Prince Kihangi agreed with the minister that now is the time to relaunch mining in Walikale.
 
But international buyers will take some convincing. A spokesperson for the tin industry association ITRI, Kay Nimmo, said buyers are just not interested in North Kivu because they think there is still too much conflict there.
 
Fidel Bafilemba, a researcher with the pressure group the Enough Project - which campaigns on the conflict minerals issue - agreed with that analysis.

If ITRI is not active in North Kivu, he said, it is simply because of security issues.
 
Minister Ruyange said this is not logical, as ITRI is operating in South Kivu at a site closer to the M23, the most powerful rebel group in the Kivus.
 
He blamed the media for giving what he calls a false impression that North Kivu is overrun by armed groups.

You May Like

Video One Year After Thai Coup, No End in Sight for Military Rule

Since carrying out the May 22, 2014 coup, the general has retired from the military but is still firmly in charge More

Goodbye, New York

This is what the fastest-growing big cities in America have in common More

Job-Seeking Bangladeshis Risk Lives to Find Work

The number of Bangladeshi migrants on smugglers’ boats bound for Southeast Asian countries has soared in the past two years More

Featured Videos

Your JavaScript is turned off or you have an old version of Adobe's Flash Player. Get the latest Flash player.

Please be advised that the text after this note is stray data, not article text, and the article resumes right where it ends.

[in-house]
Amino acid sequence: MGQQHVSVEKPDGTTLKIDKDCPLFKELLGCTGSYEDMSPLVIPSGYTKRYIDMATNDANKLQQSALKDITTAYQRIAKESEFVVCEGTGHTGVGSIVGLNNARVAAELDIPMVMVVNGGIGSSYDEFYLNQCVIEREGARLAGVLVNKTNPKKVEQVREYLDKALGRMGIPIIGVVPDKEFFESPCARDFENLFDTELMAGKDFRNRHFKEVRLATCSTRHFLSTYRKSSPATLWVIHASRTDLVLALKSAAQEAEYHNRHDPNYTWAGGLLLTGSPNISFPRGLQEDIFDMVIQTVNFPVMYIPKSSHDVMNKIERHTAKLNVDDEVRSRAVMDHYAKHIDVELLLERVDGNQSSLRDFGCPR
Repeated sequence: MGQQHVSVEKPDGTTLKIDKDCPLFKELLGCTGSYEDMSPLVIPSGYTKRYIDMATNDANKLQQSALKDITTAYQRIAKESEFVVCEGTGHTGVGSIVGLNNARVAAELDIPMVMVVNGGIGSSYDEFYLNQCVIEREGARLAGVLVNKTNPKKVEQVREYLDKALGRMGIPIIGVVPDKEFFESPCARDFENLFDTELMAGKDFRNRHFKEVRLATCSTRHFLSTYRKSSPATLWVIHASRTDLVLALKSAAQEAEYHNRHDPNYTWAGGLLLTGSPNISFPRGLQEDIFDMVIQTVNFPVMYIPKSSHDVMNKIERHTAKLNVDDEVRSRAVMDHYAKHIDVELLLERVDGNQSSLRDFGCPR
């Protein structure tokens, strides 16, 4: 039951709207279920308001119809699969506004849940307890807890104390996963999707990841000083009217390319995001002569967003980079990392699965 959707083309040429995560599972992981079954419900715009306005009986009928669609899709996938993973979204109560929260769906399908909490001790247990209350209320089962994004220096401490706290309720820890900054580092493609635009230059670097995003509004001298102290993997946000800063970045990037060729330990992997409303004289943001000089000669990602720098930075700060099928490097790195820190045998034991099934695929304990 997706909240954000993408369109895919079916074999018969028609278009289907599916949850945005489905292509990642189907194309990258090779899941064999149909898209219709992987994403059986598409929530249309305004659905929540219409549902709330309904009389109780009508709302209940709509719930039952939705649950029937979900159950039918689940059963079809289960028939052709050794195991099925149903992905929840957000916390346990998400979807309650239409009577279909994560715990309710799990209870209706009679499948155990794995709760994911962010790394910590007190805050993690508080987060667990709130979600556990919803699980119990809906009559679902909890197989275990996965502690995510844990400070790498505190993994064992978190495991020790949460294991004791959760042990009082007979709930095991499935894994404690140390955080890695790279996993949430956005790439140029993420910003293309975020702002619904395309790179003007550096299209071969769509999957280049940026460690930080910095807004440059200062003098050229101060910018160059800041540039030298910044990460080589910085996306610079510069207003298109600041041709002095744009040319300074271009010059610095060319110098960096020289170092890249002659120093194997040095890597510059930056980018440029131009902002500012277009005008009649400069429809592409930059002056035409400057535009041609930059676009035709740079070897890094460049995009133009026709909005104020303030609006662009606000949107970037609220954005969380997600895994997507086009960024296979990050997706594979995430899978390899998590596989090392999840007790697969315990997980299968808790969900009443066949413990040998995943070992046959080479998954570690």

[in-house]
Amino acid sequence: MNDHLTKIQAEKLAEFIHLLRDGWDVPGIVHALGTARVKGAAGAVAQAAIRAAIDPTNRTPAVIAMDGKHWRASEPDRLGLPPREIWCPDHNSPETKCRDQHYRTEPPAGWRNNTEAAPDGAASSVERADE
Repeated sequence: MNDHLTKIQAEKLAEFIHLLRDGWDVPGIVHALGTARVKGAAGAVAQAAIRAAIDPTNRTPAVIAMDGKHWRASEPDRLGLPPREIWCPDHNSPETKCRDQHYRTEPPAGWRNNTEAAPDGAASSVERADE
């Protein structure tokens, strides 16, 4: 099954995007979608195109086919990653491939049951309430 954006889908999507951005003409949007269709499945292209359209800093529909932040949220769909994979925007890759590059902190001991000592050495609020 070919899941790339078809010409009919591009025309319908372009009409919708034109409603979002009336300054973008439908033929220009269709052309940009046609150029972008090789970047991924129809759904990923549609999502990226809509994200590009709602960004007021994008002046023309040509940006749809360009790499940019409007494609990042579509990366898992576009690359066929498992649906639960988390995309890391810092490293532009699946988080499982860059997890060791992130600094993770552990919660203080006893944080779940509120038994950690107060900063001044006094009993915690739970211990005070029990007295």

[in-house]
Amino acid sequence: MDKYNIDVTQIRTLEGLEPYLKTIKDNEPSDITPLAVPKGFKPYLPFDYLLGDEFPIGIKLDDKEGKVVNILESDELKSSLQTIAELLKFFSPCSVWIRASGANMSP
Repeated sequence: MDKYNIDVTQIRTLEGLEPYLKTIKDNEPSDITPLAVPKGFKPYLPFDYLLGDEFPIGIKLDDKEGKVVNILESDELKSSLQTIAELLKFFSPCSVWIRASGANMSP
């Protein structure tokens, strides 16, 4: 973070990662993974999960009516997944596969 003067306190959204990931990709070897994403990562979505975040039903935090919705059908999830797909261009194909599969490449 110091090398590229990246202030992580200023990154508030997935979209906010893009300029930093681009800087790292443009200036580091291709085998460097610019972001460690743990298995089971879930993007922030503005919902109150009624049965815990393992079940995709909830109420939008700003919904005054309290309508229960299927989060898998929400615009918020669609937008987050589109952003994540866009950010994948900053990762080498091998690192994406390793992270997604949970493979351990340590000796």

Turkey's Main Opposition Party Hopes for Election Breakthroughi
X
May 22, 2015 10:23 AM
Turkey’s main opposition Republican People’s Party has sought an image change ahead of the June 7 general election. The move comes after suffering successive defeats at the hands of the Islamist-rooted AK Party, which has portrayed it as hostile to religion. Dorian Jones reports from the western city of Izmir.
Video

Video Turkey's Main Opposition Party Hopes for Election Breakthrough

Turkey’s main opposition Republican People’s Party has sought an image change ahead of the June 7 general election. The move comes after suffering successive defeats at the hands of the Islamist-rooted AK Party, which has portrayed it as hostile to religion. Dorian Jones reports from the western city of Izmir.
Video

Video Europe Follows US Lead in Tackling ‘Conflict Minerals’

Metals mined from conflict zones in places like the Democratic Republic of Congo are often sold by warlords to buy weapons. This week European lawmakers voted to force manufacturers to prove that their supply chains are not inadvertently fueling conflicts and human rights abuses. Henry Ridgwell reports from London.
Video

Video Class Tackles Questions of Race, Discrimination

Unrest in some U.S. cities is more than just a trending news item at Ladue Middle School in St. Louis, Missouri. As VOA’s Kane Farabaugh reports, it’s a focus of a multicultural studies class engaging students in wide-ranging discussions about racial tensions and police aggression.